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Township folk have all the answers

By unknown | Sep 10, 2009 | COMMENTS [ 0 ]

THE late Martin Ntsoelengoe, aka Bra Motto, was an interesting character who could make psychoanalysts drool.

THE late Martin Ntsoelengoe, aka Bra Motto, was an interesting character who could make psychoanalysts drool.

A former prisoner on Robben Island, Bra Motto hated red meat, which he blamed for all the ills of the world.

You could limp into the newsroom sporting a black eye from a bar brawl, and Bra Motto would find a connection between that and red meat.

People with a bad temper had high cholesterol levels, which raised their blood pressure, and (yes, you guessed right) red meat was a large contributor to this.

He believed in living on fresh vegetables, and some of us wondered if in the absence of these, he did not cook grass at his home in Randfontein, where he lived alone.

Word was that he had ditched his live-in lover of many years because one day when she was preparing his food, she made the cardinal mistake of peeling his potatoes.

Years later, he would shake his head with disgust each time he was reminded of her, muttering: "That thing was not a woman. She could not cook."

All because she peeled potatoes.

If I have told this story before, I am moved to recall it by the kind of people I have bumped into lately, who, like Bra Motto, have a favourite line they ascribe to almost everything.

Take, for example, a mate of mine I took to see my uncle at a mental institution recently.

If you have never been to a mental institution, that is one place you must promise yourself to visit before you pop.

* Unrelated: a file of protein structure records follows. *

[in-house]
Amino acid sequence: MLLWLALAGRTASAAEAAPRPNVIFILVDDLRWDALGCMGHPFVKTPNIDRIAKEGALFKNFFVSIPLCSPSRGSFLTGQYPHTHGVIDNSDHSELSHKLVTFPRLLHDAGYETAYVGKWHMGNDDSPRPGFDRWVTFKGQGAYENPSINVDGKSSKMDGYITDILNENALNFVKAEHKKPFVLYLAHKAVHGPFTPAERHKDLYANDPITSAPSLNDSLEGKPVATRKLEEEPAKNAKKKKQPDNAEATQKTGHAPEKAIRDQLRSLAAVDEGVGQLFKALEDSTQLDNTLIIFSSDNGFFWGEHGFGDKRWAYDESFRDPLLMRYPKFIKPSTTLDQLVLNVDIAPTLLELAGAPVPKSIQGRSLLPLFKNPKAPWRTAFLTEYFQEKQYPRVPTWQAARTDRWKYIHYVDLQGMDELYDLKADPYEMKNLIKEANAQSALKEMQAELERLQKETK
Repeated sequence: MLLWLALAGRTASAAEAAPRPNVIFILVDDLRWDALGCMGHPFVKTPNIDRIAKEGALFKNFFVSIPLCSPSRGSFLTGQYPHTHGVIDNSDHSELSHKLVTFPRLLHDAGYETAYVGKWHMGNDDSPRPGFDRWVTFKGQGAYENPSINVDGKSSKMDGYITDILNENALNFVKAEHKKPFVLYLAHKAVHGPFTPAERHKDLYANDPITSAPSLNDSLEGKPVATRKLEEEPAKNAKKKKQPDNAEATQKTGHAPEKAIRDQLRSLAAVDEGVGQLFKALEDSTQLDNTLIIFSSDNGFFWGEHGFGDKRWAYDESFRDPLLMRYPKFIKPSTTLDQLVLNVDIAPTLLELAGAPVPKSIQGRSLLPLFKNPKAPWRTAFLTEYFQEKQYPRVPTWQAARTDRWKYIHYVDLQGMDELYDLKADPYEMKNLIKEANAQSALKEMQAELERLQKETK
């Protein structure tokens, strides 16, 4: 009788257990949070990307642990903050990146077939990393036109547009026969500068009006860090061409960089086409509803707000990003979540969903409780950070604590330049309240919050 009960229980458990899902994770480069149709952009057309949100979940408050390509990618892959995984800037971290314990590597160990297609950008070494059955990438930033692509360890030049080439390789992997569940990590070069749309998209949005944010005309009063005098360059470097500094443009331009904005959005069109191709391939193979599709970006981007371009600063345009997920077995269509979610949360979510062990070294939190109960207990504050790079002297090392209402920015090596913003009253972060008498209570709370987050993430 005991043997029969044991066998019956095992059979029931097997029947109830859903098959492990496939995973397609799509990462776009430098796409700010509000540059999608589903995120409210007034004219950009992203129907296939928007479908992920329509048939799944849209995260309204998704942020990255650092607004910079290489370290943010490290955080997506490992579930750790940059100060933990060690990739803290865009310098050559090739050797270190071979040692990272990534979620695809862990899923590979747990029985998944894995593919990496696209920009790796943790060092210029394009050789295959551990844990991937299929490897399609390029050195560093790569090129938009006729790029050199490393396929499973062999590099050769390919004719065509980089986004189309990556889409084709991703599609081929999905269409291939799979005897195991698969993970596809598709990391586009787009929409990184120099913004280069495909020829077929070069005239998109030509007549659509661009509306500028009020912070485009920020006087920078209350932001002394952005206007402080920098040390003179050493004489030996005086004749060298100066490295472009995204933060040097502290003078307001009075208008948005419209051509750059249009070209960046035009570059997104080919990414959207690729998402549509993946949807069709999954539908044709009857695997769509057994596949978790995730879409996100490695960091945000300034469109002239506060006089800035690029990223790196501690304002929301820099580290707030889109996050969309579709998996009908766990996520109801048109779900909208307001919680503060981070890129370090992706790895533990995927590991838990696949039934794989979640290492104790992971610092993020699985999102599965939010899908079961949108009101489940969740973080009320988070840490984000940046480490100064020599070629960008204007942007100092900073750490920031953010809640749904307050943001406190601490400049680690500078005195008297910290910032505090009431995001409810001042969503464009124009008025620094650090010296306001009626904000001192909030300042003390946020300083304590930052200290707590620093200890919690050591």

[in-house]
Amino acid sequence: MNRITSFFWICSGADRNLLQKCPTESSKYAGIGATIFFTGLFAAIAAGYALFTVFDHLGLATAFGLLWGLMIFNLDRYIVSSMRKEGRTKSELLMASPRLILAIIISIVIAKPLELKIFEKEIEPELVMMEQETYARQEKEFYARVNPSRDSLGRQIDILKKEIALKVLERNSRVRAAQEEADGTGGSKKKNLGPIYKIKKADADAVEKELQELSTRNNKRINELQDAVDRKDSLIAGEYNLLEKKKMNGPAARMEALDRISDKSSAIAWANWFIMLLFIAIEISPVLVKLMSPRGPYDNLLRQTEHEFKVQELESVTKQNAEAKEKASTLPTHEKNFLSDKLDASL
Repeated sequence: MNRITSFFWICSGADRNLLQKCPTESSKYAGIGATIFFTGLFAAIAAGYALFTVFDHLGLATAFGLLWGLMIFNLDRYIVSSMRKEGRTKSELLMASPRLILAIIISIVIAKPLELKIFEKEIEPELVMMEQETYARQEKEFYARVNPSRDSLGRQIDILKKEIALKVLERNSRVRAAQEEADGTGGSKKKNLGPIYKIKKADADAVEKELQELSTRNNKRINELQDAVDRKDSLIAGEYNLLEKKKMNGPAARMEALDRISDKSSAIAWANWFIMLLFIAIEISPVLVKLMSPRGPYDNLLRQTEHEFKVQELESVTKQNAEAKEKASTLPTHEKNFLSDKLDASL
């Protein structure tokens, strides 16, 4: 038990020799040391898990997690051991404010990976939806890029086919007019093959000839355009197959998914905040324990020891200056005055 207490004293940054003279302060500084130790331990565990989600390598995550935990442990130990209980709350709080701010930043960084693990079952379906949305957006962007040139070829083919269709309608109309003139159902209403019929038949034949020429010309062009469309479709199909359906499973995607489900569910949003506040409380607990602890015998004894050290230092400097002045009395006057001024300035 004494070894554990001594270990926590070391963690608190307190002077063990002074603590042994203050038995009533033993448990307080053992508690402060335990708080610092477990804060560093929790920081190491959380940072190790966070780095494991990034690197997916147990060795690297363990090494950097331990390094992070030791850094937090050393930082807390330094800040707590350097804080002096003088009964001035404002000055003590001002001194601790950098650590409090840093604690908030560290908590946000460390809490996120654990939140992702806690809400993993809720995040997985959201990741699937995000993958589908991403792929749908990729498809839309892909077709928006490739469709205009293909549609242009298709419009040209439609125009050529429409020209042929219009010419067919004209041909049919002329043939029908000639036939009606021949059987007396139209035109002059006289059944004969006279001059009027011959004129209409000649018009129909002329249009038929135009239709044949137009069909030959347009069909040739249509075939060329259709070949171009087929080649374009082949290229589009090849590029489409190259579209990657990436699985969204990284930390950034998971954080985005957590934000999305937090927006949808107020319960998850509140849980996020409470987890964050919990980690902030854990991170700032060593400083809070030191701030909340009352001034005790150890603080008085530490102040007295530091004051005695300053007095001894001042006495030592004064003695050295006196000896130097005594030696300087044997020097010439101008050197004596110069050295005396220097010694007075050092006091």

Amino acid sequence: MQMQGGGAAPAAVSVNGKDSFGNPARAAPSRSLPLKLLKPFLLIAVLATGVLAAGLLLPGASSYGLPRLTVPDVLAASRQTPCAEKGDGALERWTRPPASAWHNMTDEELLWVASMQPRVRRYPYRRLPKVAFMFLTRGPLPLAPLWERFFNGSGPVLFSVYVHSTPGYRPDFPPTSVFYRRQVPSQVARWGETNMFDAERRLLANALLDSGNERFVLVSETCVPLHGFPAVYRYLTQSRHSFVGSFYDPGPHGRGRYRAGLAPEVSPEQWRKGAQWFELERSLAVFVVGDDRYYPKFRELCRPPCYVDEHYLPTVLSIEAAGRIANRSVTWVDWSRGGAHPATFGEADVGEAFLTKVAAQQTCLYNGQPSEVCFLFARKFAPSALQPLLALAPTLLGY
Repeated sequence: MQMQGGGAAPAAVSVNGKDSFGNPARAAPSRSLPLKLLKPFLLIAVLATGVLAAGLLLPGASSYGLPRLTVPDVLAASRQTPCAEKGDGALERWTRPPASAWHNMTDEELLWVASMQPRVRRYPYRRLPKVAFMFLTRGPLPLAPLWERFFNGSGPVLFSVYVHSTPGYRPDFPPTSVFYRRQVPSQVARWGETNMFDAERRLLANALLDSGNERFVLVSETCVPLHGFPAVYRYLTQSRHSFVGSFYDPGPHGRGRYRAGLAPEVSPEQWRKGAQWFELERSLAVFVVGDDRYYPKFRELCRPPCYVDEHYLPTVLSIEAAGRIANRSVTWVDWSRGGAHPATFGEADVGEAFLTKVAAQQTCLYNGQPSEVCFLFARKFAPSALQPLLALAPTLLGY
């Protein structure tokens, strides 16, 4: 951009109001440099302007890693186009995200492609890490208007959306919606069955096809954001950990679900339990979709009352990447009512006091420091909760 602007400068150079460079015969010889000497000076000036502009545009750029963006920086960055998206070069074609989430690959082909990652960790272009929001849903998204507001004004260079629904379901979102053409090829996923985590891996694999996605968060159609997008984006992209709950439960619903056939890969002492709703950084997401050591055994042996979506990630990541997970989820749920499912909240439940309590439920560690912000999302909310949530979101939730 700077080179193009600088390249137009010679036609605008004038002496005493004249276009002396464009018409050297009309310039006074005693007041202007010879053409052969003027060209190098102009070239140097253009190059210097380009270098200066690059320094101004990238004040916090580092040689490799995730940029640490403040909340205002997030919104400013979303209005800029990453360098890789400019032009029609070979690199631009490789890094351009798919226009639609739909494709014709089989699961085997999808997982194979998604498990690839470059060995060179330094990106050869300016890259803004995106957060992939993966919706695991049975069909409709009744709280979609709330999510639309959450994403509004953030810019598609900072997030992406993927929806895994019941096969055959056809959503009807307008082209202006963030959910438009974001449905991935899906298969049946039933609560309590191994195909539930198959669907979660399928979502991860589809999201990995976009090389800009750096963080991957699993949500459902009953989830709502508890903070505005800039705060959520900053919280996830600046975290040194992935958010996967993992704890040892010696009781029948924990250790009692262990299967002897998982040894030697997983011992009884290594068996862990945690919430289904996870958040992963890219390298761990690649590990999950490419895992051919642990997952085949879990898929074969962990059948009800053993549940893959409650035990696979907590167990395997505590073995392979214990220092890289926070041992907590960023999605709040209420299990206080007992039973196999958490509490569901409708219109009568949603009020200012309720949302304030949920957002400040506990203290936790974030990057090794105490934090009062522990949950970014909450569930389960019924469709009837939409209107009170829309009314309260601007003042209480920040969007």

Back to my mate. He was overawed by seeing hundreds of mental patients all in one place. Some were making animal noises, others giggling like children, some crawling, others standing dead still like statues and a few blabbered away to themselves.

My mate took one look and blurted out: "Sies, people bewitch!"

On the way back home, he regaled me about his hatred for witches and said they must all be killed.

I was not surprised, though, and arguing with him would have been a waste of time. In his befuddled mind every mental illness is caused by witchcraft.

He did not say - and I did not ask him - who bewitched the white mental patients because it is generally believed that witchcraft is a "black" phenomenon.

I was not surprised because every time my mate caught any illness - from a mild cold to gout - he would explain it away as "handwork ... dintho tsa batho" (witchcraft).

Just this week, sans my mate, I took an old radio I inherited from my grandmother to a township Mr Fix-all.

I asked him what he thought could be the problem? He looked at it like an old professor looks at an easy maths quiz, and promptly pronounced: "It has killed the ICs."

Damn, every repairman in the township seems to diagnose "dead" ICs (integrated circuit) for every electronic device.

Red meat. Dintho tsa batho, dead ICs - township folk have all the answers.


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